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Vegetation and peat characteristics of restiad bogs on Chatham Island (Rekohu), New Zealand

Abstract
Restiad bogs dominated by Sporadanthus traversii on Chatham Island, New Zealand, were sampled to correlate vegetation patterns and peat properties, and to compare with restiad systems dominated by Sporadanthus ferrugineus and Empodisma minus in the Waikato region, North Island, New Zealand. Classification and ordination resulted in five groups that reflected a disturbance gradient. The largest S. traversii group, which comprised plots from central, relatively intact bogs, had the lowest levels of total nitrogen (mean 1.20 mg cm-3), total phosphorus (mean 0.057 mg cm-3), total potassium (mean 0.083 mg cm-3), and available phosphorus (mean 18.6 μg cm-3). Modification by drainage, stock, and fires resulted in a decline of S. traversii and an increase of Gleichenia dicarpa fern cover, together with elevated peat nutrient levels and higher bulk density. Compared with peat dominated by Sporadanthus ferrugineus or Empodisma minus in relatively unmodified Waikato restiad bogs, Chatham Island peat under S. traversii has significantly higher total potassium, total nitrogen, available phosphorus, bulk density, and von Post decomposition indices, and significantly lower pH. Sporadanthus traversii and Empodisma minus have similar ecological roles in restiad bog development, occupying a relatively wide nutrient range, and regenerating readily from seed after fire. Despite differences in root morphology, S. traversii and E. minus are the major peat formers in raised restiad bogs on Chatham Island and in Waikato, respectively, and could be regarded as ecological equivalents.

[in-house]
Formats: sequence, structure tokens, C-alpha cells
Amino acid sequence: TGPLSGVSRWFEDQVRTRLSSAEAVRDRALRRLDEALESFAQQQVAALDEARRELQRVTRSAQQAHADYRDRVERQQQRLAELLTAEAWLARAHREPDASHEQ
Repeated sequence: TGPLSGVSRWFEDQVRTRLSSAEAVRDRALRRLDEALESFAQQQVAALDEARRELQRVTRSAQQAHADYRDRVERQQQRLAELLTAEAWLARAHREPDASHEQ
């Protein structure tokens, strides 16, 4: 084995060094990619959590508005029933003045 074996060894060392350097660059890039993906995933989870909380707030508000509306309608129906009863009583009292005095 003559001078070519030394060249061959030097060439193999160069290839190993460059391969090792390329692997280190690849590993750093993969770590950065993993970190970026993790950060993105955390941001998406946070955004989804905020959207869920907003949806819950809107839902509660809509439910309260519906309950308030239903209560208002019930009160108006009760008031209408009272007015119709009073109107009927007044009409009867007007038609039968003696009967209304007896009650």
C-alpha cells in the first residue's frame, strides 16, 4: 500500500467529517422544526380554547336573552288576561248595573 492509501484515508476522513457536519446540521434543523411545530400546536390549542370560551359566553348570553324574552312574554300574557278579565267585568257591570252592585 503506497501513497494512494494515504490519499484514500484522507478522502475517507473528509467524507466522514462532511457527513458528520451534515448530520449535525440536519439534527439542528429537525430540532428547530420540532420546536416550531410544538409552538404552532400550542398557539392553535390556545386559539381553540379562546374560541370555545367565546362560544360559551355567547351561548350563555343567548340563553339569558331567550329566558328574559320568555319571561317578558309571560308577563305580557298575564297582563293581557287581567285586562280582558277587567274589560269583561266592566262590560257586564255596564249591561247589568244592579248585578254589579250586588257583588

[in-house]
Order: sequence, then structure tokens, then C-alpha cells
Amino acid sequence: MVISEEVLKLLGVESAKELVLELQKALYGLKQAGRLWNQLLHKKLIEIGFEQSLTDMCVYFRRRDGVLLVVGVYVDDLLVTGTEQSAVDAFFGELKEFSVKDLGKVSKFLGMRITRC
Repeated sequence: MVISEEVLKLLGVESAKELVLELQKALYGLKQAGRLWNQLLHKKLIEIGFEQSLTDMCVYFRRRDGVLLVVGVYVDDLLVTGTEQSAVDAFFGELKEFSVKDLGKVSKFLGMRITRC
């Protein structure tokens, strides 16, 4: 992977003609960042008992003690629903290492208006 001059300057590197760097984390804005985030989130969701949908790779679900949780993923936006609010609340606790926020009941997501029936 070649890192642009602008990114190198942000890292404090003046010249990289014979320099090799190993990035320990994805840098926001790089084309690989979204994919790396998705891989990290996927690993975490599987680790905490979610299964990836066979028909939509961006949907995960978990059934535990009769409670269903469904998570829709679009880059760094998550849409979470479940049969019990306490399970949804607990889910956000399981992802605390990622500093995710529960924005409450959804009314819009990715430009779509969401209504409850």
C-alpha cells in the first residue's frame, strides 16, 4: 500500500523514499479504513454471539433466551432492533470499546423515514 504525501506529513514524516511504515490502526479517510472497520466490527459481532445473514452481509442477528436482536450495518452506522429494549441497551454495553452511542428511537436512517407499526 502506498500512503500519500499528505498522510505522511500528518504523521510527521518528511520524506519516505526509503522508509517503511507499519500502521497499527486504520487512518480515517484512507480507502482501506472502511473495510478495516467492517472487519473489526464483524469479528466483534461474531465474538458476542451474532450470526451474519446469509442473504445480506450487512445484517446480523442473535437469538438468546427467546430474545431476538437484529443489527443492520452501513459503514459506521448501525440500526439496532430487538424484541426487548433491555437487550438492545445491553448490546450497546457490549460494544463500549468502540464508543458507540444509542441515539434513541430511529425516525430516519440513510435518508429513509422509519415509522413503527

Type
Journal Article
Type of thesis
Series
Citation
Clarkson, B. R., Schipper, L. A., & Clarkson, B. D. (2004). Vegetation and peat characteristics of restiad bogs on Chatham Island (Rekohu), New Zealand. New Zealand Journal of Botany. 42(2), 293-312 .
Date
2004-06-01
Publisher
Royal Society of New Zealand
Degree
Supervisors
Rights
The final, definitive version of this article has been published in the Journal, New Zealand Journal of Botany, 42(2), (2004), (c) Royal Society of New Zealand at the Royal Society of New Zealand Journals Online webpages.